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Students Lobby for Half-Day Professional Development

Students in Joyce Carey’s 10th grade civics class shared a final presentation with the Burlington School Committee Wednesday, saying a majority of students and district families would prefer more half-day professional development days over fewer full-day PD days. 

The students created surveys for students and parents about whether those groups would benefit from replacing the current five professional development days, when students are off from school, with five half-days, and ending the school year five days earlier. According to the student presentation, out of 159 parent responses, 51 percent said they’d prefer 10 half-days because it would be easier to arrange childcare and would be less disruptive to learning. 

Students also said they would prefer half-days, saying they felt stressed about school and jobs, particularly around midterms and finals, and would like more days to catch up on schoolwork.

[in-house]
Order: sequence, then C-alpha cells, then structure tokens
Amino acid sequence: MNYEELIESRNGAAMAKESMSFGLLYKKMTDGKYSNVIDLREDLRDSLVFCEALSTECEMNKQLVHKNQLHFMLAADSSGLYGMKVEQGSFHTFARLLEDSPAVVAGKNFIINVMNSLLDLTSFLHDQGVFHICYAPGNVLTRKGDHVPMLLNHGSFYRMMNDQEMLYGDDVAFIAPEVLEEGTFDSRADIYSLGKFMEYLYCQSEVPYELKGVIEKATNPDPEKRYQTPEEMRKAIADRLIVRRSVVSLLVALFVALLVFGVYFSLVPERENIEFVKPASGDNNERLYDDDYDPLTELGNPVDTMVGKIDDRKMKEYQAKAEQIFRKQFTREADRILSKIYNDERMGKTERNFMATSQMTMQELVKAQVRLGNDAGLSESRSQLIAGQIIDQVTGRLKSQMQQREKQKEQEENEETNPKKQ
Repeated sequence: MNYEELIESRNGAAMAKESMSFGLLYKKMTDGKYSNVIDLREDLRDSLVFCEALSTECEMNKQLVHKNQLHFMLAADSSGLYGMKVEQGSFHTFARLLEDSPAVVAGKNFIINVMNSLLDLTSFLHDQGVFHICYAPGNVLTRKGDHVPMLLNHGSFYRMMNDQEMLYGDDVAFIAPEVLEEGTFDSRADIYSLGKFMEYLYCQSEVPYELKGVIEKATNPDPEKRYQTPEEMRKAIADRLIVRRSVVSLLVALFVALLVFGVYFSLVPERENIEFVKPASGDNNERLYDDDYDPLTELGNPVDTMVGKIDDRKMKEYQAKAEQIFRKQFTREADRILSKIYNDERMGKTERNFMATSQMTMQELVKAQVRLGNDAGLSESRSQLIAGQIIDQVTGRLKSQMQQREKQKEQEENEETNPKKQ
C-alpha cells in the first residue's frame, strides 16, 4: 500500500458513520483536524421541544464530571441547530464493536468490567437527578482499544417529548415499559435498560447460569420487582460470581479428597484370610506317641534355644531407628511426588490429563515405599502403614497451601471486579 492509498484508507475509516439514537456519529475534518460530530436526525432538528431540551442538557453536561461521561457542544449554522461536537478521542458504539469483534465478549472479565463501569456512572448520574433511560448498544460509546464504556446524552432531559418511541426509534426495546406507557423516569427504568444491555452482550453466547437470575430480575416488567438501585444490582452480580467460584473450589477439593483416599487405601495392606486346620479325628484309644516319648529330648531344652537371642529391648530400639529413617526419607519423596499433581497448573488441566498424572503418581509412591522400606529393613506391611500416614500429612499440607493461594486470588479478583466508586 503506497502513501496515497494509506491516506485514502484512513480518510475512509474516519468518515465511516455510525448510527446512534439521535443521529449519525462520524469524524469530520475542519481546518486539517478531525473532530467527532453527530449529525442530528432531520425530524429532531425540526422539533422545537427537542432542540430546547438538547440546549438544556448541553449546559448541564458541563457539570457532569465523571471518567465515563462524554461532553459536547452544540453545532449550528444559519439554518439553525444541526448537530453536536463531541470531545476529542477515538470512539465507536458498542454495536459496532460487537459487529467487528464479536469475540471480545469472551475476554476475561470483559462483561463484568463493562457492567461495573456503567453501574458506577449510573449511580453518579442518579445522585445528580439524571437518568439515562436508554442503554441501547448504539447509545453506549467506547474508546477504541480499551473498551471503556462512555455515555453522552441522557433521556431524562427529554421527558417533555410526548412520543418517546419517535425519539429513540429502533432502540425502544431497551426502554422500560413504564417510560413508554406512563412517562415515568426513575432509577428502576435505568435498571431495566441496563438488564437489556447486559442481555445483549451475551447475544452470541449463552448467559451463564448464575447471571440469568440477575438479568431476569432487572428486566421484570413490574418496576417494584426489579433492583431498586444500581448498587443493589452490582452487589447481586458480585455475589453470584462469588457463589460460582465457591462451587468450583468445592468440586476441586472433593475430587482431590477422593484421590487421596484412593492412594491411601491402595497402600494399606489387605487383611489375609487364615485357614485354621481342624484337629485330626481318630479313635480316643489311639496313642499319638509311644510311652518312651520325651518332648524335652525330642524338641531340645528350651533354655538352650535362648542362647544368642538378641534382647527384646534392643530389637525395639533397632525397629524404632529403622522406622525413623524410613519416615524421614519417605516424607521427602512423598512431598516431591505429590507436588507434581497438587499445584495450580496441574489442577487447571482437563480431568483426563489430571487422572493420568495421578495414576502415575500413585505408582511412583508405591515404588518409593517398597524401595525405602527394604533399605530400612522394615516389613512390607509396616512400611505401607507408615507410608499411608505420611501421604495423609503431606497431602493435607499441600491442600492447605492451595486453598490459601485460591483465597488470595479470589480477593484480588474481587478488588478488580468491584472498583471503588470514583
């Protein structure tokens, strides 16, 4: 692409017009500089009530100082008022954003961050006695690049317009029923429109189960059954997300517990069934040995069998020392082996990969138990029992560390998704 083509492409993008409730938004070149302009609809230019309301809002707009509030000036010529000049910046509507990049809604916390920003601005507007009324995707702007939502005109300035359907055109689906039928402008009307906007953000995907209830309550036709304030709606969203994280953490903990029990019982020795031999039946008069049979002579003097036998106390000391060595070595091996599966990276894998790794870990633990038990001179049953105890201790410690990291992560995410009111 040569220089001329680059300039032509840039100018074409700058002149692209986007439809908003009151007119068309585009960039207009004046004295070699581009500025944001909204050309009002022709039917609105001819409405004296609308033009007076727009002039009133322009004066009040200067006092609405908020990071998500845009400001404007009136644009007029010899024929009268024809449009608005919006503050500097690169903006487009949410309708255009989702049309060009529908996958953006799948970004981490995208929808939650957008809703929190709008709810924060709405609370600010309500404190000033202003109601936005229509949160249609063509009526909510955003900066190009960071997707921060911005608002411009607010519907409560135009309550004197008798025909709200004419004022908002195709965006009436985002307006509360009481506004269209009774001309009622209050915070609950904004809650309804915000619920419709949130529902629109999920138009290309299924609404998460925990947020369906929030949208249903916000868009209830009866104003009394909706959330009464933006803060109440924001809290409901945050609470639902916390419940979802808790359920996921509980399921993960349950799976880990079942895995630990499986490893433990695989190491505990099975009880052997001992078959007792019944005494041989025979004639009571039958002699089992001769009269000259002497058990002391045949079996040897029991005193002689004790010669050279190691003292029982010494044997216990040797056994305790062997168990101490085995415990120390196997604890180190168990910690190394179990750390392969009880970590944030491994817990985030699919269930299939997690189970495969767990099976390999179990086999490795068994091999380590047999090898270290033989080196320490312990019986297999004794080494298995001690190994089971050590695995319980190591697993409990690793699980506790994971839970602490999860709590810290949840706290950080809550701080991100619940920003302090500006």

School committee members later said it would be eight half-days, not 10, since one professional development day is outside the school calendar, and switching from full to half days would not mean students had a shorter school year, as the students had thought. 

Superintendent Eric Conti, who attended the meeting, said one little word can make a big difference in what schools can do. “In Massachusetts, the word is, we have to go to school for 180 days and 990 hours. In New Hampshire, it’s 180 days or 990 hours. That one word can make a big difference in all of your lives. If you want to advocate to change that and to an or, it would give us a lot of flexibility.” 

School Committee Chair Martha Simon said there were other factors to consider. “The other side of this is, what’s the purpose of PD days, whether full or half? As a school committee person, it’s important we look at how to help our teachers improve their practice and increase their ability to feel good about their jobs,” she said.

The issue has come up in previous years in teacher union negotiations, with the unions unsuccessful advocating for half-days. 

“It was really interesting to meet with the school board and be in the conference room and everything, it was definitely a memorable experience,” said sophomore Amelia Nagel. 

Elise Kovbasa said the committee seemed receptive to the idea. “They really took in some ideas, and I liked how they responded with some questions. I think it really engaged the conversation,” she said.